"This is not survivable for a little comet."
On Thursday, NASA watched as a "sungrazer comet" sailed through space on a self-destructive collision course with the Sun.
Unfortunately, the poor fella didn't survive its close encounter, CNET reports. Perhaps that's not all that surprising for anything hurtling toward the Sun, but astronomers did get some fascinating footage as they watched the comet break apart in real-time.
Comet approaching the Sun (from southwest, or lower right), while slow CMEs were in progress on both the east and west limbs. The comet must have overlapped with the solar disk by now if it had survived. pic.twitter.com/DH1ftnycr7
— Halo CME (@halocme) August 27, 2020
Rest In Peace
NASA and the US Naval Research Laboratory (NRL) spotted the comet after it let out a bright flash of light on its approach. Sungrazer comets are fairly common, CNET reports, but it's unusual for them to announce themselves with such dramatic flair. Unfortunately, this one's journey is already over.
"This is not survivable for a little comet," NASA and NRL researcher Karl Battams wrote in a tweet about the comet's trajectory.
Our bright SOHO sungrazer is still looking as healthy as can be hoped! [📷: https://t.co/0lbmyfPeHV]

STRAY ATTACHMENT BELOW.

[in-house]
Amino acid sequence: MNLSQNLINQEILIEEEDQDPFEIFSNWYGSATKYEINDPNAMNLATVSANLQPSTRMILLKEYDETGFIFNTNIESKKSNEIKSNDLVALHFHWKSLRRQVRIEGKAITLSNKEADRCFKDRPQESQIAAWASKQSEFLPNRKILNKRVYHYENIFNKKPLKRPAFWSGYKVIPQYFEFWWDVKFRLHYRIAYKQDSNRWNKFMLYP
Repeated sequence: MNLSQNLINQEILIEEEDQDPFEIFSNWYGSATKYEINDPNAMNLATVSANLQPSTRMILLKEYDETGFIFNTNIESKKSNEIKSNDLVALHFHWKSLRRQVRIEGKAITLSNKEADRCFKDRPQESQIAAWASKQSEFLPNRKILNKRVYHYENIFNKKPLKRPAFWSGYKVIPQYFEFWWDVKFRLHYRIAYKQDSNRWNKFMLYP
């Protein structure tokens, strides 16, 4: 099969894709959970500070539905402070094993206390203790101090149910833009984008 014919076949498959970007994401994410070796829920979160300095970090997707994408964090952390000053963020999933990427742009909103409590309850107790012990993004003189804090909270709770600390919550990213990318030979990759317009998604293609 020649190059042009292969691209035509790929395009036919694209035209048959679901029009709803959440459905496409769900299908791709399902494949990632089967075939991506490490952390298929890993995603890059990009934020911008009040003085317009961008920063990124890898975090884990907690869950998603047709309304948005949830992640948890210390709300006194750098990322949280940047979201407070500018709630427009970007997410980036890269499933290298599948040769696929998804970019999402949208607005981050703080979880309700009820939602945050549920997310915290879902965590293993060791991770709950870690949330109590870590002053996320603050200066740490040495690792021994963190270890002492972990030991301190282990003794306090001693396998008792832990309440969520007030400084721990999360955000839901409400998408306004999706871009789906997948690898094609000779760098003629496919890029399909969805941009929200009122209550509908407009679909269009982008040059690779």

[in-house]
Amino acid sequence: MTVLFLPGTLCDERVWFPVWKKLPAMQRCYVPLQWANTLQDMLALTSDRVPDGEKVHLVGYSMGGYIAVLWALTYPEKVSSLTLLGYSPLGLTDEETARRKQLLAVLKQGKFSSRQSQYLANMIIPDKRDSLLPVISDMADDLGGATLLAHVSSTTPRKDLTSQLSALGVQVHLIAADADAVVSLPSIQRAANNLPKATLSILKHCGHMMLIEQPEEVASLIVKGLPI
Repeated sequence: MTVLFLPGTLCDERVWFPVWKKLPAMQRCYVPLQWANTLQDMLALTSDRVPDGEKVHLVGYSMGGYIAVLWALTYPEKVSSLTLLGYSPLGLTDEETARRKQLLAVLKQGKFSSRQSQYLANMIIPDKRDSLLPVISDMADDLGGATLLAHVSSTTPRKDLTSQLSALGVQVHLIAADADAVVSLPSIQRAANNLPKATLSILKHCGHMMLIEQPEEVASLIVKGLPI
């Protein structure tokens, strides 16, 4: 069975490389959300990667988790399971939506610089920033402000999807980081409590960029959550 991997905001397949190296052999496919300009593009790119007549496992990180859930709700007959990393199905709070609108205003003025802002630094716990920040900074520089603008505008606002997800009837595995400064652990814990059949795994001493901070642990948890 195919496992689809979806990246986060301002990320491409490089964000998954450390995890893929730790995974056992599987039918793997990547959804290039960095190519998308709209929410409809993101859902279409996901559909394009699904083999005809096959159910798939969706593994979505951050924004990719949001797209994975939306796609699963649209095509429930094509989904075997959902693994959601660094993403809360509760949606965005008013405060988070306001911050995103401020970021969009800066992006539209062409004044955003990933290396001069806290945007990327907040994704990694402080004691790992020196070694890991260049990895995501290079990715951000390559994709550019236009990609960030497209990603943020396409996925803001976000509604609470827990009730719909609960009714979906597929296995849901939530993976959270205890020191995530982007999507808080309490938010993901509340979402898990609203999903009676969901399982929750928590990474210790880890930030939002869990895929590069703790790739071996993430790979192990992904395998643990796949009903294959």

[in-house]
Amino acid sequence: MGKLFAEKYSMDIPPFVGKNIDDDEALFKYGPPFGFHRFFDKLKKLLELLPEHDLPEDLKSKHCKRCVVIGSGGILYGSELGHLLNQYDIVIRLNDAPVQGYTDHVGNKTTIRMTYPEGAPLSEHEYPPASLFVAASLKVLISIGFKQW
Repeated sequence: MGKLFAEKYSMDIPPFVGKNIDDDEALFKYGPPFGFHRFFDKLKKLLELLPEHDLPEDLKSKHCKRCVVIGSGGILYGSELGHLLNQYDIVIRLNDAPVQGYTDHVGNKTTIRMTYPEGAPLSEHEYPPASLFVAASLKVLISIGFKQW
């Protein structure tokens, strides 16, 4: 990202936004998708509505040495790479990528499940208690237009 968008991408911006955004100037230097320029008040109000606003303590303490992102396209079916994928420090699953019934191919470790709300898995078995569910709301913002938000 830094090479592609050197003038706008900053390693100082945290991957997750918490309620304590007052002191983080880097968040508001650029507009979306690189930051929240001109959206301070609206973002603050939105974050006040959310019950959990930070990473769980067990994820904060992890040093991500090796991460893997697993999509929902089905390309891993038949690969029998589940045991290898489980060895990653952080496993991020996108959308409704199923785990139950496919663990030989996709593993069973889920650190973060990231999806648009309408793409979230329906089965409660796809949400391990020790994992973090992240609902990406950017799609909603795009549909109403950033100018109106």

Perihelion looks like it'll be 2020-08-27 ~15:58UT, at about 0.0067au (~~1.5 solar radii). This is not survivable for a little comet. ☀️☄️ pic.twitter.com/4ftuTFdOtn
— Karl Battams (@SungrazerComets) August 26, 2020
Even aside from its final destination, the scientists observing the comet could tell it was doomed by looking at its tail.
In another tweet, Battams pointed out that the comet didn't have a regular tail. Instead, it was leaving a trail of debris and boulders behind as it rapidly broke apart on its journey. Needless to say, we'll be pouring one out.
The bright @esa/@NASASun SOHO comet has now entered our @USNRL LASCO C2 camera.
That tail is not your typical comet tail - it's more of a boulder-strewn debris trail. The comet is being entirely deconstructed by solar radiation in our solar system's most hostile environment! ☀️ pic.twitter.com/OYeXvQBoiK
— Karl Battams (@SungrazerComets) August 27, 2020
READ MORE: Bright comet caught recklessly racing toward the sun [CNET]
More on comets: Here Are The Most Amazing Shots of the NEOWISE Comet